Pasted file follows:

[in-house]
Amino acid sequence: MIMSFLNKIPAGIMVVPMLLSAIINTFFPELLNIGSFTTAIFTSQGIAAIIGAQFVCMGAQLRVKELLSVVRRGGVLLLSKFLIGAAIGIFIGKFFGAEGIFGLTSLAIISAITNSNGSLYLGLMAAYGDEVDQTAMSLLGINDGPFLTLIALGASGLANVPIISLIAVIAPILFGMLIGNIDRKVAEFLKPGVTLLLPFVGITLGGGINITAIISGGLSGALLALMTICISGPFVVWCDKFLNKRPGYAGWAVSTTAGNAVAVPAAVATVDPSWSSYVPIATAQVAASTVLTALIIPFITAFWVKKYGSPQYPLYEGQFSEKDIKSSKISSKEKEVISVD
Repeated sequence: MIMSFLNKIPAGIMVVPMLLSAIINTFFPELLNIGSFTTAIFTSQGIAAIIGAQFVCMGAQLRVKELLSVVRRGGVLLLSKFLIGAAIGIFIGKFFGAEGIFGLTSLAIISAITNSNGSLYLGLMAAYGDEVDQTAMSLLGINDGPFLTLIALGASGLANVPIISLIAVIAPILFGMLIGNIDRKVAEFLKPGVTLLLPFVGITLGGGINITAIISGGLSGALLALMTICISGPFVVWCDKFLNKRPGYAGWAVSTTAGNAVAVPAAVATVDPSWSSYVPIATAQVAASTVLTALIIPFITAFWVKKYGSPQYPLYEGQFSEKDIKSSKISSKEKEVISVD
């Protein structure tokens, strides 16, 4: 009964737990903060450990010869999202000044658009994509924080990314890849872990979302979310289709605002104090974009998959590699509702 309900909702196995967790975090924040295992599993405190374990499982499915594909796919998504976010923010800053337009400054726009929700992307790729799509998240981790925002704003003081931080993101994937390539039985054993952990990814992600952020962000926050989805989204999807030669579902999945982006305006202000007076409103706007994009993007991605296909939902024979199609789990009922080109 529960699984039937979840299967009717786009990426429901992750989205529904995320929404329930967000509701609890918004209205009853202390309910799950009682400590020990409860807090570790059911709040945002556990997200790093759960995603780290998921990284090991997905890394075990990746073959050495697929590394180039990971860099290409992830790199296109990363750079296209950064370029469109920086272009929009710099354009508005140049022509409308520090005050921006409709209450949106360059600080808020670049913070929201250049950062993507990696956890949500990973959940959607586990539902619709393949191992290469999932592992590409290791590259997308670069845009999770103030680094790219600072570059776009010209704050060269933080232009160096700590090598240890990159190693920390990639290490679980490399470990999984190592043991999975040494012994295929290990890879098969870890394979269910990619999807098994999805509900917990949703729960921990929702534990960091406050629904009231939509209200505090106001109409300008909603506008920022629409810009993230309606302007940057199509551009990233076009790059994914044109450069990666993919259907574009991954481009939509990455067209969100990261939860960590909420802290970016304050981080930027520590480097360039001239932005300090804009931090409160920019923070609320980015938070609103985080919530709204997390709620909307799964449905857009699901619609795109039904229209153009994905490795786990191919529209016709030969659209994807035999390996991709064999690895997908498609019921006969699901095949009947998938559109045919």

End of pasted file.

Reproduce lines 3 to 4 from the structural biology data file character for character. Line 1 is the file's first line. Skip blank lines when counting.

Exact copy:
Repeated sequence: MIMSFLNKIPAGIMVVPMLLSAIINTFFPELLNIGSFTTAIFTSQGIAAIIGAQFVCMGAQLRVKELLSVVRRGGVLLLSKFLIGAAIGIFIGKFFGAEGIFGLTSLAIISAITNSNGSLYLGLMAAYGDEVDQTAMSLLGINDGPFLTLIALGASGLANVPIISLIAVIAPILFGMLIGNIDRKVAEFLKPGVTLLLPFVGITLGGGINITAIISGGLSGALLALMTICISGPFVVWCDKFLNKRPGYAGWAVSTTAGNAVAVPAAVATVDPSWSSYVPIATAQVAASTVLTALIIPFITAFWVKKYGSPQYPLYEGQFSEKDIKSSKISSKEKEVISVD
């Protein structure tokens, strides 16, 4: 009964737990903060450990010869999202000044658009994509924080990314890849872990979302979310289709605002104090974009998959590699509702 309900909702196995967790975090924040295992599993405190374990499982499915594909796919998504976010923010800053337009400054726009929700992307790729799509998240981790925002704003003081931080993101994937390539039985054993952990990814992600952020962000926050989805989204999807030669579902999945982006305006202000007076409103706007994009993007991605296909939902024979199609789990009922080109 529960699984039937979840299967009717786009990426429901992750989205529904995320929404329930967000509701609890918004209205009853202390309910799950009682400590020990409860807090570790059911709040945002556990997200790093759960995603780290998921990284090991997905890394075990990746073959050495697929590394180039990971860099290409992830790199296109990363750079296209950064370029469109920086272009929009710099354009508005140049022509409308520090005050921006409709209450949106360059600080808020670049913070929201250049950062993507990696956890949500990973959940959607586990539902619709393949191992290469999932592992590409290791590259997308670069845009999770103030680094790219600072570059776009010209704050060269933080232009160096700590090598240890990159190693920390990639290490679980490399470990999984190592043991999975040494012994295929290990890879098969870890394979269910990619999807098994999805509900917990949703729960921990929702534990960091406050629904009231939509209200505090106001109409300008909603506008920022629409810009993230309606302007940057199509551009990233076009790059994914044109450069990666993919259907574009991954481009939509990455067209969100990261939860960590909420802290970016304050981080930027520590480097360039001239932005300090804009931090409160920019923070609320980015938070609103985080919530709204997390709620909307799964449905857009699901619609795109039904229209153009994905490795786990191919529209016709030969659209994807035999390996991709064999690895997908498609019921006969699901095949009947998938559109045919």